Let’s talk titles now. They say not to judge a book by its cover. They may as well say not to judge a book by its title. And in the case of this particular book I’d implore you to follow that advice. The Field sounds like a serious work of adult fiction by a dead white author, does it not? There is gravitas to it. Seriousness. This is probably why one of my fellow children’s librarians started to refer to this book by an entirely new and made up name. And let me tell you, once he started calling this book “Futbol Mud Match” I could never really go back to that dry and distant title The Field. Look me in the eye and tell me that “Futbol Mud Match” wouldn’t be a better, more exciting, and downright perfect name for this book. It would integrate the Creole of the text with the promise of muddy, sporty fun. Many times an author doesn’t have final say on the title of their book, but if this was the dream title Mr. Paul always wanted then so be it. It’ll always be “Futbol Mud Match” to me.
Do you have to love soccer to love this book? Not hardly. As I mentioned before, sports are perfect children’s book companions because each game is rife with excitement, drama, and potential humiliation. All the best ingredients for a rousing tale! You could just as well ask if you have to love rain to love this book, or the Caribbean, or cows. The only thing you have to bring to this story is a love of good books, and a capacity to be wowed when a debut team pulls out a book as cool as this. A story so good you’ll be half tempted to pull your own soccer ball out of the shed and take it to the nearest muddy park for a spin. A true original.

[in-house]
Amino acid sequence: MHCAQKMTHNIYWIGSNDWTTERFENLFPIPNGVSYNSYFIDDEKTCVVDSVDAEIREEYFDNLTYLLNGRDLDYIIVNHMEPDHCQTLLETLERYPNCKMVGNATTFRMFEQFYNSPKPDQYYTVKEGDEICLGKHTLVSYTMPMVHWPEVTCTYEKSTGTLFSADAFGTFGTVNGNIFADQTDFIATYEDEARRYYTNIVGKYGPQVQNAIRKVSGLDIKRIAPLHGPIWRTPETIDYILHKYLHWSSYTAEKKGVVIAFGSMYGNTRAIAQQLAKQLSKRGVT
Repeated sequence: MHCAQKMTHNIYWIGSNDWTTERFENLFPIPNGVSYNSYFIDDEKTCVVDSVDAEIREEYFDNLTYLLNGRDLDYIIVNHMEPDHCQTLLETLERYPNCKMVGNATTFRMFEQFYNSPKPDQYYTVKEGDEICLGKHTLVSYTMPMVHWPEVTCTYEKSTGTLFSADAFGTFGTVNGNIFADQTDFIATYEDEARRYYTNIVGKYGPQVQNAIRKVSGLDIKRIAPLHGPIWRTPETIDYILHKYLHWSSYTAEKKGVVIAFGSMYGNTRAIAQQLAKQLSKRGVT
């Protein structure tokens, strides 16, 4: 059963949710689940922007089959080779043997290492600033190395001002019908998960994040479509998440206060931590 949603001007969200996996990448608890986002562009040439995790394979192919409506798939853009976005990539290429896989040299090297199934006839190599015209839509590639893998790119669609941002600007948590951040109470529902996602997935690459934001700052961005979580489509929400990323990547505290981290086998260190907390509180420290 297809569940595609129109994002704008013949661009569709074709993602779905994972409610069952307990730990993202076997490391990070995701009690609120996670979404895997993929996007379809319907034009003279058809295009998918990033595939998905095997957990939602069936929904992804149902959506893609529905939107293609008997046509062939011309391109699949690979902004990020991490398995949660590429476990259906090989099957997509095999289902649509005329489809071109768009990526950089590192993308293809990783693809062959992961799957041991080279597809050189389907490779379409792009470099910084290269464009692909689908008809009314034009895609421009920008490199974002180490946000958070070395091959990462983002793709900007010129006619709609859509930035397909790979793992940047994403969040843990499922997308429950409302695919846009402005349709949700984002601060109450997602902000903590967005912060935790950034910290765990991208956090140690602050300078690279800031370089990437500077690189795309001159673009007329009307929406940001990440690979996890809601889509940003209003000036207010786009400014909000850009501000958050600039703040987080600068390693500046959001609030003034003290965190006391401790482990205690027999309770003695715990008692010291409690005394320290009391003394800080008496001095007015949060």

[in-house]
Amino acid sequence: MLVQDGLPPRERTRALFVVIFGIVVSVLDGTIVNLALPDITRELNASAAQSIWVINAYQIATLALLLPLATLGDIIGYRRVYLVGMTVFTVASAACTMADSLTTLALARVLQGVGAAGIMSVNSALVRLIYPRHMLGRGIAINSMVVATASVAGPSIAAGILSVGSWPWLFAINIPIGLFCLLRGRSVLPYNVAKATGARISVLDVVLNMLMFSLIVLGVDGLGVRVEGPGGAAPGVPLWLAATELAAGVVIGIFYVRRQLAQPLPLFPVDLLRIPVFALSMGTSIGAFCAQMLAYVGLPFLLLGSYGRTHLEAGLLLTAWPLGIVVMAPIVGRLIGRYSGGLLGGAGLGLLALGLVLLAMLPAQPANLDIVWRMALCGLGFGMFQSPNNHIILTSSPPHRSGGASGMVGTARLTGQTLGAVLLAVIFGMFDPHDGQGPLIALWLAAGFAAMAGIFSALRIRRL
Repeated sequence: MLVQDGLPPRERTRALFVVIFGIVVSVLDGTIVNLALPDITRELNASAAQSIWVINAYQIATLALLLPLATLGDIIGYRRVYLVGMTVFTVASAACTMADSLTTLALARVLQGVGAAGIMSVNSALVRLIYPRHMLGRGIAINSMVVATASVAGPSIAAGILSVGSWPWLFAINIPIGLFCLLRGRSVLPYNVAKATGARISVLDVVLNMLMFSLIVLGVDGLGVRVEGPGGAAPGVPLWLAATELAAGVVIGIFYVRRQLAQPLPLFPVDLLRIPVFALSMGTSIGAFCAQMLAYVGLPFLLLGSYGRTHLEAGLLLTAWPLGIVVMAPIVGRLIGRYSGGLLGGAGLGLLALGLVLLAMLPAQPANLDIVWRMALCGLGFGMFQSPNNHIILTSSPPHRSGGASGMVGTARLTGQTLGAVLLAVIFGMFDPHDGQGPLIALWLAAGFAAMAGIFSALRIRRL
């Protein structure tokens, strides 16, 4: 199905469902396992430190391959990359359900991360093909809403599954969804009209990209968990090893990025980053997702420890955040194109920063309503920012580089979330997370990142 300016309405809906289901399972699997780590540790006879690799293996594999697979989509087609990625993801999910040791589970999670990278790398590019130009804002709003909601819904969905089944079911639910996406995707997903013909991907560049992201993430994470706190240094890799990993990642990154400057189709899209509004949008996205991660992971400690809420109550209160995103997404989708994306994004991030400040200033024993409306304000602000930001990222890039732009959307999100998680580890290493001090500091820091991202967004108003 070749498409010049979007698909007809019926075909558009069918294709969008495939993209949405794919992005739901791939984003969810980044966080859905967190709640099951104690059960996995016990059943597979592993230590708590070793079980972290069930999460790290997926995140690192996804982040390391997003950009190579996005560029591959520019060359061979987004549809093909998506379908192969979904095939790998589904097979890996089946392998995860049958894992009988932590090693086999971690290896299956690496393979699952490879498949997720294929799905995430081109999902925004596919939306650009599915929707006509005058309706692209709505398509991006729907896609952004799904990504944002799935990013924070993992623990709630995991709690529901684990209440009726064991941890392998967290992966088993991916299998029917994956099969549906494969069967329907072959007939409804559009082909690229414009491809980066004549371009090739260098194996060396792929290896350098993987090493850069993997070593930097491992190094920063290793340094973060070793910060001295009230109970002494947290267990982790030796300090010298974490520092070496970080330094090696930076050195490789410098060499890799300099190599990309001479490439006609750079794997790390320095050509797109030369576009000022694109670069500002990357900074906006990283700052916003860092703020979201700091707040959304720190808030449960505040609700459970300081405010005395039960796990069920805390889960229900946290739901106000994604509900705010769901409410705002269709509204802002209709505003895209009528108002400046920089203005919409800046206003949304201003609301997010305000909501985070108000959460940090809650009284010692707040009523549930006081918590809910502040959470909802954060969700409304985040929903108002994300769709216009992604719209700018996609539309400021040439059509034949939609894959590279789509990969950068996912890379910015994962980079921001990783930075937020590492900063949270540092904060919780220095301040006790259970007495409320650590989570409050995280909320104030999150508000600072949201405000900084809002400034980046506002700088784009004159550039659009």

On shelves now.
Source: Galley sent from publisher for review.
About Betsy Bird
Betsy Bird is currently the Collection Development Manager of the Evanston Public Library system and a former Materials Specialist for New York Public Library. She has served on Newbery, written for Horn Book, and has done other lovely little things that she'd love to tell you about but that she's sure you'd find more interesting to hear of in person. Her opinions are her own and do not reflect those of EPL, SLJ, or any of the other acronyms you might be able to name. Follow her on Twitter: @fuseeight.